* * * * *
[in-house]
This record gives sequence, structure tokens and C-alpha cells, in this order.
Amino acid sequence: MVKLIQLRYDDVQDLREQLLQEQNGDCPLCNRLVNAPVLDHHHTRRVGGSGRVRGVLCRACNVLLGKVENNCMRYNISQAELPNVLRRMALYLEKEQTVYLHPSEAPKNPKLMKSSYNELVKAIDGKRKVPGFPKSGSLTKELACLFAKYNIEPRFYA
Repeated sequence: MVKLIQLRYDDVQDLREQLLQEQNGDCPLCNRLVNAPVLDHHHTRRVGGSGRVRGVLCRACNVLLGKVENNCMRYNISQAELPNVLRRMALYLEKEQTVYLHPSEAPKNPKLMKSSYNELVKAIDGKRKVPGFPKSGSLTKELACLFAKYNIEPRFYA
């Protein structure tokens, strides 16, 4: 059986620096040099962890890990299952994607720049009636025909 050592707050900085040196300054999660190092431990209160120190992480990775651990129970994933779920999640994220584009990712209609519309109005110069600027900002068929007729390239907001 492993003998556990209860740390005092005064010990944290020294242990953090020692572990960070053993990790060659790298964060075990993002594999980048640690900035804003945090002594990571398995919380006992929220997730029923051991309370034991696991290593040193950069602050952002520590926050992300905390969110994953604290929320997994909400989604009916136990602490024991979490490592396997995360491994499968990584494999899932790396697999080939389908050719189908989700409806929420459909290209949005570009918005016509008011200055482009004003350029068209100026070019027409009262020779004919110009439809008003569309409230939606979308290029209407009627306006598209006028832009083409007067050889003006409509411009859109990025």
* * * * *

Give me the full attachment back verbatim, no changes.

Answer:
[in-house]
This record gives sequence, structure tokens and C-alpha cells, in this order.
Amino acid sequence: MVKLIQLRYDDVQDLREQLLQEQNGDCPLCNRLVNAPVLDHHHTRRVGGSGRVRGVLCRACNVLLGKVENNCMRYNISQAELPNVLRRMALYLEKEQTVYLHPSEAPKNPKLMKSSYNELVKAIDGKRKVPGFPKSGSLTKELACLFAKYNIEPRFYA
Repeated sequence: MVKLIQLRYDDVQDLREQLLQEQNGDCPLCNRLVNAPVLDHHHTRRVGGSGRVRGVLCRACNVLLGKVENNCMRYNISQAELPNVLRRMALYLEKEQTVYLHPSEAPKNPKLMKSSYNELVKAIDGKRKVPGFPKSGSLTKELACLFAKYNIEPRFYA
């Protein structure tokens, strides 16, 4: 059986620096040099962890890990299952994607720049009636025909 050592707050900085040196300054999660190092431990209160120190992480990775651990129970994933779920999640994220584009990712209609519309109005110069600027900002068929007729390239907001 492993003998556990209860740390005092005064010990944290020294242990953090020692572990960070053993990790060659790298964060075990993002594999980048640690900035804003945090002594990571398995919380006992929220997730029923051991309370034991696991290593040193950069602050952002520590926050992300905390969110994953604290929320997994909400989604009916136990602490024991979490490592396997995360491994499968990584494999899932790396697999080939389908050719189908989700409806929420459909290209949005570009918005016509008011200055482009004003350029068209100026070019027409009262020779004919110009439809008003569309409230939606979308290029209407009627306006598209006028832009083409007067050889003006409509411009859109990025």